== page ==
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Discussion Starter · #1 ·
Sorry for the delay on this one guys, I know a few people have been waiting for me to post this.

"Shimming the needles" refers to the needle valves in the carburetors. The needle is just that..a piece of metal that tapers down to a point at one end. It sits in a hole that is also tapered. As rpms/load vary this needle moves up or down out of the hole, increasing or decreasing fuel coming out of the valve. What this mod does is starts the needle farther up out of the hole, meaning more fuel, and a richer mixture. This is needed if you install exhaust, or an air filter, however, I would recommend this mod even on a STOCK BIKE. My bike has always been a little hesitant to start, and I could not even free rev it until it was warm. After shimming the needle valves my bike starts with no issue, now I don't even have to use the starting enricher (what people refer to as the "choke", even though it isnt one :p).

Ok, so how to do it;

What you will need
  • Stock tool kit
  • Phillips screwdriver
  • Small washers*

*A note about the washers: The washers I used were .025" Thick. They had a 1/8" hole in the middle. Sorry I was boneheaded and didn't measure the overall size> It doesnt matter really as long as it fits inside the spring retainer (read on).
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Step 1
Remove your fairings. If you need help with that, read this post http://www.newninja.com/how-to/removing-the-fairings-(plastic)/


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Step 2
Remove the seat. 1 bolt on each side hold it on.


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Step 3
I will update this step next time I need to remove my tank ;D.

Remove the fuel tank. Sorry, I had an issue with the camera so no pictures of this process, but it is simple. Loosen the clamp and remove the fuel line going into the carb on the left side of the bike. Put the line into a container. Turn the fuel valve to "PRI" and the fuel will flow out quickly. While this is draining unhook the 3 emmisions lines at the front, left of the tank. There is also 1 emmisions line hooked into a "T" underneath the tank. After all the fuel is drained, remove the 2 10mm bolts at the back of the tank. Now slide the tank back and lift up the back of it. Unhook the electrical clip for the fuel gauge, and pull the tank all the way off.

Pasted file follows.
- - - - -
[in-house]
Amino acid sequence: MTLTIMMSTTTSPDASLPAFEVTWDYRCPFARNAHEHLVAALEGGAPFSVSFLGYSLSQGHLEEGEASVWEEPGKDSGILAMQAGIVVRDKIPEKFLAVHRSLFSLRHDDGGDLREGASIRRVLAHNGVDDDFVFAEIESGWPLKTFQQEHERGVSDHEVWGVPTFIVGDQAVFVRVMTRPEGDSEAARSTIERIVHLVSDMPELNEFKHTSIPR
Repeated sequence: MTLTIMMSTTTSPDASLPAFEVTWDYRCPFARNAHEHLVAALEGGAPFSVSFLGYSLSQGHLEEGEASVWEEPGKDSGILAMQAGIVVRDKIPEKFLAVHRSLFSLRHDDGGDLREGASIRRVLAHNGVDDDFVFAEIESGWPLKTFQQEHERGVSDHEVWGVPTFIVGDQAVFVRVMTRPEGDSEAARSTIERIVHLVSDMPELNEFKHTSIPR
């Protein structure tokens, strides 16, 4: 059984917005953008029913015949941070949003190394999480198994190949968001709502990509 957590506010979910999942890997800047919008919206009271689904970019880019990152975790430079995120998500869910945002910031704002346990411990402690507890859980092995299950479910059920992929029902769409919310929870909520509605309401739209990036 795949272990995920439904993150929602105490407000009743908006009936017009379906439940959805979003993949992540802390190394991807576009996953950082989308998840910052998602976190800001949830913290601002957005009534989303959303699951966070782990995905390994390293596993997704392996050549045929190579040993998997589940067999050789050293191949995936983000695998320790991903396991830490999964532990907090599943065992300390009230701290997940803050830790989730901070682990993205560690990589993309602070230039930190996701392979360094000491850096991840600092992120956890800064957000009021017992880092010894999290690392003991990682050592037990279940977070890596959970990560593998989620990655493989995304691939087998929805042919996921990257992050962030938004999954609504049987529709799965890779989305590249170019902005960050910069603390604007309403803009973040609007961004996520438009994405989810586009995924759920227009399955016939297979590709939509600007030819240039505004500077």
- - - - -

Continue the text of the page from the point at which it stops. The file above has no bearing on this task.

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Step 4
Now we are at the point where we can see the carbs. Remove the 4 screws on the slide cover (black squares on top) with a Phillips head screwdriver.


Some of the screws can be a pain to reach so you may need to use a long screwdriver or an angled one.

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Step 5
With the cover removed you should see something like this...


Now remove the diaphragm, needle, spring, spring retainer and slide all together.

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Step 6
Take the spring, spring retainer (white plastic piece) and needle valve out of the slide. (Spring not pictured here)




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Step 7
Now put the washers on the needle. I used 2 washers per needle, effectively raising the needle .050". You may use only 1 if you don't have any mods, or if you feel the need for even more fuel use 3. The washer needs to fit inside the "feet" of the spring retainer, so it cant be too large.




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Step 8
Now put it all back together.
Insert the slide without the needle (if you do it with the needle in, the needle may get caught and you could damage it). The slide has 2 holes on the bottom. The one in the middle is for the needle, the other needs to be facing the engine side of the carb when you insert it.



Now insert the needle carefully, then insert the spring retainer with the "feet" facing downwards.



Then insert the spring.



Make sure that the slide diaphragm is in its grove, and will not be pinched by the cover. Install the slide cover, making sure you put the spring in the little "knob" in the middle. Careful when tightening down the screws for the cover, it's only plastic.